Macaw Research Project Update 2011
The Tambopata Macaw Project 2011
Donald J. Brightsmith, Gaby Vigo, and Janice Boyd Schubot Exotic Bird Health Center at Texas A&M University December 2011
Sponsor the Macaw Project By Clicking Here
Can’t believe it is December and time for the annual migration back to the jungles of Peru. It was a busy year for the Tambopata Macaw Project. Don was promoted to a new position as Assistant Professor of Ecosystem Health at Texas A&M University and after years of collaborating from afar, Dr. Janice Boyd moved to Texas and joined the Schubot Center full time to help strengthen our parrot conservation research program. Meanwhile, fieldwork continued in earnest in the wilds of Peru and beyond. So many things happened that it is hard to sum them up in just a few pages, but we will do our best to give you some of the highlights of 2011. We wish you all a happy macaw breeding season (oh and happy holidays too!
The Macaw Project Invades the Neotropical Ornithological Conference in Cuzco, Peru This November, over 1000 leading experts on tropical birds from Brazil, Argentina, Mexico, Peru, US, Australia, Hungary and nearly every country in Latin America came together for the Neotropical Ornithological Conference. It was an energetic and eclectic mix of the brightest and best, where you never knew if the conversation you were joining would be in English, Spanish or Portuguese or what topic or bird species would come up next. The conference was held in Cuzco, Peru the capital of the ancient Inca Empire and located only 160 miles from our project home base of Tambopata Research Center. With so many friends and colleagues from all over the Americas so close to our home site, we wanted to make sure that they got a taste of home grown Peruvian research. So we pulled out all the stops. There were over 20 members and alumni of the project at the conference and we did all we could to ensure that they got a good introduction to the macaw and parrot research we have been doing for the last 12 years.
In total, our research team and collaborators from Texas A&M University gave 11 research talks and presented 4 posters on a wide range of topics including:
Don, along with friend and collaborator Thomas White from the Puerto Rican Parrot Project, organized a symposium which aimed at helping parrot researchers do better science and collect the biological information needed to help conserve Scarlet Macaw nest at Tambopata Research Center, Peru. parrots as a group. All in all we had a wonderful time. We learned so much and got to share so much new information with our colleagues and friends from all over the Americas.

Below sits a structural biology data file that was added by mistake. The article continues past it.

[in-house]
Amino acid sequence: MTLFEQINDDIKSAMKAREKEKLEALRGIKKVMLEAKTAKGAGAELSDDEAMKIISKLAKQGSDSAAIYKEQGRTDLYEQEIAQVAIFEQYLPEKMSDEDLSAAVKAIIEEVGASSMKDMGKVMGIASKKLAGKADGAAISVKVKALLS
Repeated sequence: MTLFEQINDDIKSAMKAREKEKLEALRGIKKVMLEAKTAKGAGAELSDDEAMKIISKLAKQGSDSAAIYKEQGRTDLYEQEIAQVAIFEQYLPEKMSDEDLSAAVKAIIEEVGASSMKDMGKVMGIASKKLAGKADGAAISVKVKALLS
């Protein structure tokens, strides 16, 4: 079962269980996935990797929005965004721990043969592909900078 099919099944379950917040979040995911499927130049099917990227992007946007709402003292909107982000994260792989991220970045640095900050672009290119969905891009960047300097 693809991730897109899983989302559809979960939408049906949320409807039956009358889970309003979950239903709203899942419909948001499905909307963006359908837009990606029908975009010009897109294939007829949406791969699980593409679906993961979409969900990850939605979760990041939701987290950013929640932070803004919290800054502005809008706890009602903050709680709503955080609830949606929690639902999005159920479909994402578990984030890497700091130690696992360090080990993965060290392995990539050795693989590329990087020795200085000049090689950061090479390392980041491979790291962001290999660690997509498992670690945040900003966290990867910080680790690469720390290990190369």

Parrot Nutrition update
Don and his grad student Juan Cornejo have been pushing forward with the research on parrot nutrition with the goals of “using wild parrot nutrition to improve captive parrot health.” In 2011 we processed crop samples from wild Cuban Amazons from Abaco Island, Lilac‐crowned Amazons from Mexico, Thickbilled Parrots from Mexico, Scarlet Macaws from Peru, and Green‐winged Macaws from Peru. Thanks to Caroline Stahala, Katherine Renton, Sonia Gabriela Ortiz‐Maciel, and all the assistants who helped make this happen. Juan also analyzed 15 different commercially available hand feeding formulas. We published a paper on the amino acid content of Scarlet Macaw chick diets from Peru and Juan is currently working on papers on the composition of the hand feeding formulas, fatty acids in wild chick diets, and a comparison among all the different species’ crop contents. The work on the hand feeding formulas has found that there is great variation among products which suggests that there is no consensus among manufacturers of the correct nutrition for growing psittacines and the industry could benefit from more research on parrot chick nutrition. In addition, we found that the manufacturer’s recommendations for how to prepare and feed their products vary widely, and this makes the nutritional differences among products even larger. This suggests that manufacturers put much more effort in to making the powder than they do informing consumers how to use it. Juan is writing up his dissertation now and we hope to have big news on parrot diets by the end of 2012.
An important part of working with parrots is knowing where they go. If they go too far, and stray outside parks and protected areas, then we need more complex strategies to conserve them. For that reason, we have been using special satellite telemetry collars since 2008 to figure out where our large macaws go throughout the year. Last year we reported on “Charming,” and other Blue and Gold Macaws who traveled around southern Peru and Bolivia, some going as far as 150 km from the point of capture before returning a few months later to their “home turf.” With this we have confirmed that this species uses huge areas of rainforest every year.